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The alphabet now ends at Y

     Sue Grafton, mastermind of the beloved and hugely popular alphabet series of mystery novels, which kicked off with A is for Alibi in 1982, has died at 77, according to her daughter, Jamie Clark. Grafton reached ‘Y’ in the series when she published Y is for Yesterday in 2017. Her books have been published in 28 countries and translated into 26 languages, and she has a ‘readership in the millions’.
     In her note, Clark said that Grafton had been battling cancer over the past two years. She reiterated that Grafton did not want any of her books to be adapted into movies, nor did she want to have a ghostwriter ever write under her name. As such, ‘because of all of these things, and out of the deep abiding love and respect for our dear sweet Sue, as far as we in the family are concerned, the alphabet now ends at Y.’
     Sue Grafton was a trailblazing writer of American detective stories. Her 25 novels featuring the private eye Kinsey Millhone established the hard-boiled female detective as a viable alternative to the males who had dominated the genre. Millhone, an ex-cop and twice divorced, was a tough character, but in Grafton’s hands, she also had a deep understanding of the effects the crimes she investigated had on people. Grafton set her books in a Californian city called Santa Teresa, a fictionalised version of Santa Barbara.

Sue Grafton

     Much of Millhone came from Grafton’s own experience. She was born in Louisville, Kentucky, where her father, Chip Grafton, was a bond lawyer who also wrote detective novels under the name CW Grafton, and her mother, Vivian (nee Harnsburger), was a teacher. Both were alcoholics, and from an early age, Grafton was left to look after herself. After a year at the University of Louisville, she transferred to Western Kentucky State Teachers College (now Western Kentucky University), where she married James Flood and had two children. The relationship ended quickly. After her mother’s suicide in 1960, she returned to graduate from Louisville in 1961. She dropped out of graduate school after marrying again – to Al Schmidt – and followed her husband to Santa Barbara. There she worked in office jobs while writing in her spare time.
     Grafton said she taught herself to write her first mystery by reading how-to books and teaching herself California criminal law, private eye and police procedures – ‘anything that seemed relevant to the job.’

Sue Grafton was a trailblazing writer of American detective stories. Her 25 novels featuring the private eye Kinsey Millhone established the hard-boiled female detective as a viable alternative to the males who had dominated the genre.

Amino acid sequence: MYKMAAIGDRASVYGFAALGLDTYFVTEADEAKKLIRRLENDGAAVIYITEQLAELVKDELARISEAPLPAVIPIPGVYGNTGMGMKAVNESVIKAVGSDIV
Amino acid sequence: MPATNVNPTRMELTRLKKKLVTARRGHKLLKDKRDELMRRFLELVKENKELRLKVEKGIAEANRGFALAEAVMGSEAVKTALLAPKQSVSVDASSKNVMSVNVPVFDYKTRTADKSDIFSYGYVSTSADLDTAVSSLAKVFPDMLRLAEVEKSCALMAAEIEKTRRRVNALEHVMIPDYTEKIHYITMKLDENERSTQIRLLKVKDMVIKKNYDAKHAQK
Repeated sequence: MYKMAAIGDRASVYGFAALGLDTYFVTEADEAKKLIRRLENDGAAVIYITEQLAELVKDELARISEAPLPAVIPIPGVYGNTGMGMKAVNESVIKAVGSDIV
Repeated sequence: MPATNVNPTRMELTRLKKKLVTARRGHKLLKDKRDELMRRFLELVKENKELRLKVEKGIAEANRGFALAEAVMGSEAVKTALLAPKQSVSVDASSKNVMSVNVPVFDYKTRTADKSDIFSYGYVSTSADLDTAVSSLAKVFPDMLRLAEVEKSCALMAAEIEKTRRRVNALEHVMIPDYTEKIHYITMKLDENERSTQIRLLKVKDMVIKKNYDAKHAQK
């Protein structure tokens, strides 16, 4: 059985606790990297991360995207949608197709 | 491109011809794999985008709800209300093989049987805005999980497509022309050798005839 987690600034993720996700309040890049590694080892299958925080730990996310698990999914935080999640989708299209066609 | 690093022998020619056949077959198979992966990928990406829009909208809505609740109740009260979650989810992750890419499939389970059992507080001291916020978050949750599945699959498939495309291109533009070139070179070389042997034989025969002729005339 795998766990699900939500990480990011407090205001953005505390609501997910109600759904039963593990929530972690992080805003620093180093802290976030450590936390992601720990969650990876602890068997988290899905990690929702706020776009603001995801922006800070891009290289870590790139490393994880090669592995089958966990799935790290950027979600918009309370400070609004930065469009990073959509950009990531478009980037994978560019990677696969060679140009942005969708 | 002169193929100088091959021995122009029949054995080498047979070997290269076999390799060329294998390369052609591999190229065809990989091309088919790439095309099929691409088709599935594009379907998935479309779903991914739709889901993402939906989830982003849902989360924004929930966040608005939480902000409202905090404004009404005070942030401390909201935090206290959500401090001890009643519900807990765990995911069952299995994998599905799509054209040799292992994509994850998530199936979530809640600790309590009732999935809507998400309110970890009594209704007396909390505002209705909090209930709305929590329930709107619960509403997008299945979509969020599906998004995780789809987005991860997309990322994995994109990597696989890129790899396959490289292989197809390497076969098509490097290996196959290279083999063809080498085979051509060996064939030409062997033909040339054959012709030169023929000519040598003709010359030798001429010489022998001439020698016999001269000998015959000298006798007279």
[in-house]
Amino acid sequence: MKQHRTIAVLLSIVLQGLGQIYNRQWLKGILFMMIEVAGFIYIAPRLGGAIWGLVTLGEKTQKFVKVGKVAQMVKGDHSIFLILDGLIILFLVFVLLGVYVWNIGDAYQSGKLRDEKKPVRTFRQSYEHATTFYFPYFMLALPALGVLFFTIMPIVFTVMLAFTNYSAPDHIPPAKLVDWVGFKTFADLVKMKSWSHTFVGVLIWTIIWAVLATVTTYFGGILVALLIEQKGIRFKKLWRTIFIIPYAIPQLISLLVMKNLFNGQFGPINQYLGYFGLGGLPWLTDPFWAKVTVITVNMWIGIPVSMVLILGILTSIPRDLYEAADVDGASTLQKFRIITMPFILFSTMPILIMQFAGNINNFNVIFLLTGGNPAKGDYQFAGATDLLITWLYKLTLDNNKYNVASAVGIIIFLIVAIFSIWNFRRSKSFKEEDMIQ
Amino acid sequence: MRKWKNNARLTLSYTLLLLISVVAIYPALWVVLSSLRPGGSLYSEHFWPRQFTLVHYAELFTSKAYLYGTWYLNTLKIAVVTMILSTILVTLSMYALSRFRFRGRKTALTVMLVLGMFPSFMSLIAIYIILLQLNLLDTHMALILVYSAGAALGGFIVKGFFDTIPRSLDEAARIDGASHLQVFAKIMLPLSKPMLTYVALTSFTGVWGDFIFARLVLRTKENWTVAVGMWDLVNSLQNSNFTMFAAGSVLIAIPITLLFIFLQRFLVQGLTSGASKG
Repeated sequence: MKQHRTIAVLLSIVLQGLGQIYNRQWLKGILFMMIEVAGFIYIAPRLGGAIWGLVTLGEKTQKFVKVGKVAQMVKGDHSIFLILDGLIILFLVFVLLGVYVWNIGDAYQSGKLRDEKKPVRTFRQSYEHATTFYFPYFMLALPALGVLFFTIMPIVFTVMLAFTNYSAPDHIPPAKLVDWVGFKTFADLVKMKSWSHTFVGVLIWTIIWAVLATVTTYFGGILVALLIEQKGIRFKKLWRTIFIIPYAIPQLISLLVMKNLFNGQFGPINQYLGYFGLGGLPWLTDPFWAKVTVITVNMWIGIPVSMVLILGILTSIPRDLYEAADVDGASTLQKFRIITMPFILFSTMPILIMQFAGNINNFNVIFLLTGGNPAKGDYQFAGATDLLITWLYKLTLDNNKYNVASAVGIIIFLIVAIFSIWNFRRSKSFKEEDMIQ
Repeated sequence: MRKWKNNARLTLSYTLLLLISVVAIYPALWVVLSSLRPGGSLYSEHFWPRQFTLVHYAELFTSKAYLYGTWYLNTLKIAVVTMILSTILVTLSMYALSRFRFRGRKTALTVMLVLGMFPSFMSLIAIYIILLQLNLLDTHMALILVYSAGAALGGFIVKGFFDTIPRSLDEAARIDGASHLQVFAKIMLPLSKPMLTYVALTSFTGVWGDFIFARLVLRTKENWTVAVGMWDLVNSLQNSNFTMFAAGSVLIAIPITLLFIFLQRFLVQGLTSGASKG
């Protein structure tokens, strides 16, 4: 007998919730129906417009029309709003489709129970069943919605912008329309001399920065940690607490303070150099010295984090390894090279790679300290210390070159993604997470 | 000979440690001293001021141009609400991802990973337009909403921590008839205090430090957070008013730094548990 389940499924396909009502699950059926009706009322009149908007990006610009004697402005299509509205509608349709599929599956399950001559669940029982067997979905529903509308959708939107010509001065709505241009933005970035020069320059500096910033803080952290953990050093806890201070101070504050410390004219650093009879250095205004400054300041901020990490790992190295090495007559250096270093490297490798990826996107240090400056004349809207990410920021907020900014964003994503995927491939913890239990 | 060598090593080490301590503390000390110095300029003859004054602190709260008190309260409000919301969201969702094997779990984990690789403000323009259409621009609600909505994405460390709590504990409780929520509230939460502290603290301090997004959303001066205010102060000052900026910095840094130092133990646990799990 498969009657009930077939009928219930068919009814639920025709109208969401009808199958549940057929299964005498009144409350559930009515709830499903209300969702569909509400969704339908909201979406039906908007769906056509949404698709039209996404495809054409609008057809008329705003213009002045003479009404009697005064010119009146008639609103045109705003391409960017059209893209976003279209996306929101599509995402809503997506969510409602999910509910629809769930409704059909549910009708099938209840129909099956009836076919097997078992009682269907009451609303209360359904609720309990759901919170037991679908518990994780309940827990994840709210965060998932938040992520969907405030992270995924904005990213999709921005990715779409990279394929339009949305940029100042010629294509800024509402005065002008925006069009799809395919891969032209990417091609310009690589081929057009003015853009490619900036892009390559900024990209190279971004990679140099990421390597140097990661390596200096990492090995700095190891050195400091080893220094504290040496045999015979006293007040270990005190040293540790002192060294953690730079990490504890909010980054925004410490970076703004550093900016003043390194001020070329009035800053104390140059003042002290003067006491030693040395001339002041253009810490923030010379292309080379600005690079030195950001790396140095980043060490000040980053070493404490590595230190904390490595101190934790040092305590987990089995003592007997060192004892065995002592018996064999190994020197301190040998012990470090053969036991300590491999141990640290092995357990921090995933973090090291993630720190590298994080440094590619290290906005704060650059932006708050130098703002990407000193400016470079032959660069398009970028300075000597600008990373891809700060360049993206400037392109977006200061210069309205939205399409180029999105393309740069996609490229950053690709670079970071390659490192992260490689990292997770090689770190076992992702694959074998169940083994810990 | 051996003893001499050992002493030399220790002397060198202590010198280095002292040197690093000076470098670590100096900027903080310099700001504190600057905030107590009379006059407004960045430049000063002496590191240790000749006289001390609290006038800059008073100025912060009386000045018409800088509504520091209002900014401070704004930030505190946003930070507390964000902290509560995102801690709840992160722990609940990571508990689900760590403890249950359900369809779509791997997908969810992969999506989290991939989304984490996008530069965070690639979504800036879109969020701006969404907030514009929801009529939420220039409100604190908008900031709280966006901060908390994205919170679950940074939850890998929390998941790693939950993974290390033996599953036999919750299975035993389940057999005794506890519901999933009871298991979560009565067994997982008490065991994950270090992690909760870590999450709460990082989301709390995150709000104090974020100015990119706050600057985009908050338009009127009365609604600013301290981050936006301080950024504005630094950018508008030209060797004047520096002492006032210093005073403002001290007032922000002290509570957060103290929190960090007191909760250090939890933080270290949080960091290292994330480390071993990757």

In the late 1960s, her second marriage ended in a protracted divorce and custody battle so brutal that she would jot down notes of ways to kill her husband, which later found their way into her novels. She married Steven Humphrey, a philosophy professor, in 1978. They collaborated on teleplays, including two Agatha Christie adaptations – A Caribbean Mystery, starring Helen Hayes as Miss Marple, and Sparkling Cyanide, with Anthony Andrews as Tony Browne, both airing in 1983. The couple eventually split their time between Santa Barbara and an estate in Louisville, with Humphrey teaching at universities in both cities.
     Her breakthrough came when she started her Alphabet series after it took her five years to write her first novel, and three to write the next. A review in Newsweek aided this breakthrough in declaring that ‘Grafton has created a woman we feel we know, a tough cookie with a soft centre, a gregarious loner,’ and calling A is for Alibi ‘smart, well paced, and very funny.’ That was all the encouragement she needed. ‘It just undid me,’ she said in an interview. ‘Gosh, someone’s paying attention.’ She then began writing a book a year.
     As early as 1991, Grafton had announced that the final book in the series would be called Z is for Zero, but after Y is for Yesterday she became ill with cancer and was unable to even begin that last novel. Her family has ruled out further adaptations of her books or any use of ghostwriters to continue the Millhone series.


Sue Grafton     Y is for Yesterday is the 25th in a mystery series about the darkest and most disturbing case report from the files of Kinsey Millhone. Y begins in 1979, when four teenage boys from an elite private school sexually assault a fourteen-year-old classmate, and film the attack. Soon, the tape goes missing and the suspected thief, a fellow classmate, is murdered. In the investigation that follows, one boy turns in evidence for the state and two of his peers are convicted. But the ringleader escapes without a trace.
     Now, it’s 1989 and one of the perpetrators, Fritz McCabe, has been released from prison. Moody, unrepentant, and angry, he is a virtual prisoner of his ever-watchful parents – until a copy of the missing tape arrives with a ransom demand. That’s when the McCabes call Kinsey Millhone for help. As she is drawn into their family drama, she keeps a watchful eye on Fritz. But he’s not the only one being haunted by the past. A vicious sociopath with a grudge against Millhone may be leaving traces of himself for her to find…


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